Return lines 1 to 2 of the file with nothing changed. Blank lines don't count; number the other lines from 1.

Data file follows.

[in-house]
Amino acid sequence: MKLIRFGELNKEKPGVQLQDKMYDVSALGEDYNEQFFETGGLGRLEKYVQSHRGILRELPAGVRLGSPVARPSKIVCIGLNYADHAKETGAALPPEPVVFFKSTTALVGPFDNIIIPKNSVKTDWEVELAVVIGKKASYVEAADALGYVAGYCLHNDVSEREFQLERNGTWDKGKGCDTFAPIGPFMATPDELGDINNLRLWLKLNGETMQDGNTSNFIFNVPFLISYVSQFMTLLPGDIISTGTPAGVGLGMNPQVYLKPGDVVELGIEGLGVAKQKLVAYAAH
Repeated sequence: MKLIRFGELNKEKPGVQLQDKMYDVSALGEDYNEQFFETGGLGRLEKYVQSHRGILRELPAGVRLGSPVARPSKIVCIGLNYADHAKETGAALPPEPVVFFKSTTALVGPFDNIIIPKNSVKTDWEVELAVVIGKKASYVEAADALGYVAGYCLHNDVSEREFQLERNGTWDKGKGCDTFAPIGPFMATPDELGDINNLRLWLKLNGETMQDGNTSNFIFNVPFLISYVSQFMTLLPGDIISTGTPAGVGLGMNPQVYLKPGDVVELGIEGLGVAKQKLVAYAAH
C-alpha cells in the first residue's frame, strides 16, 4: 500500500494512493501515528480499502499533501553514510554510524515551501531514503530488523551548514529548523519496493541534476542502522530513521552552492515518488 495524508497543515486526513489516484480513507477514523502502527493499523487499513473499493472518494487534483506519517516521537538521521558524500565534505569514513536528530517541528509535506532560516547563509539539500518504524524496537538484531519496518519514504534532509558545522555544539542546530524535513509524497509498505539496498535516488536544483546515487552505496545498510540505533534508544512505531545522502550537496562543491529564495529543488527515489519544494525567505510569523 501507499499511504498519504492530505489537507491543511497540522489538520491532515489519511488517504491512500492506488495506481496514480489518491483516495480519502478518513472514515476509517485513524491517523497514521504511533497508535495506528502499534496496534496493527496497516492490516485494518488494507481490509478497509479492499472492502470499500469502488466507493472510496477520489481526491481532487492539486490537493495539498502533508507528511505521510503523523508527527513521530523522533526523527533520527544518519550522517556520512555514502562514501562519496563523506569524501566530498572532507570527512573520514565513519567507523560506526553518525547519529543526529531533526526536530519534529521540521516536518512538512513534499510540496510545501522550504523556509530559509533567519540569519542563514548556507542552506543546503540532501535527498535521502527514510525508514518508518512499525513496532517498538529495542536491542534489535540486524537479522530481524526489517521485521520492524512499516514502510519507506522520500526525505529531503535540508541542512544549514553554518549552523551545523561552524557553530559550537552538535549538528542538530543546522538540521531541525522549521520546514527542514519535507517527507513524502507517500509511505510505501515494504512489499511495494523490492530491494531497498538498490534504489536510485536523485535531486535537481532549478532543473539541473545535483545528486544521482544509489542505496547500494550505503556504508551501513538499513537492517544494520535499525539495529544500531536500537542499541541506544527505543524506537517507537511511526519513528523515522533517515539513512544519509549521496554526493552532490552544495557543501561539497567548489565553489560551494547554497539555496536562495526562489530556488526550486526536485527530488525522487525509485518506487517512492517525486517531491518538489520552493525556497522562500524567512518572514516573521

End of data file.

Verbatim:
[in-house]
Amino acid sequence: MKLIRFGELNKEKPGVQLQDKMYDVSALGEDYNEQFFETGGLGRLEKYVQSHRGILRELPAGVRLGSPVARPSKIVCIGLNYADHAKETGAALPPEPVVFFKSTTALVGPFDNIIIPKNSVKTDWEVELAVVIGKKASYVEAADALGYVAGYCLHNDVSEREFQLERNGTWDKGKGCDTFAPIGPFMATPDELGDINNLRLWLKLNGETMQDGNTSNFIFNVPFLISYVSQFMTLLPGDIISTGTPAGVGLGMNPQVYLKPGDVVELGIEGLGVAKQKLVAYAAH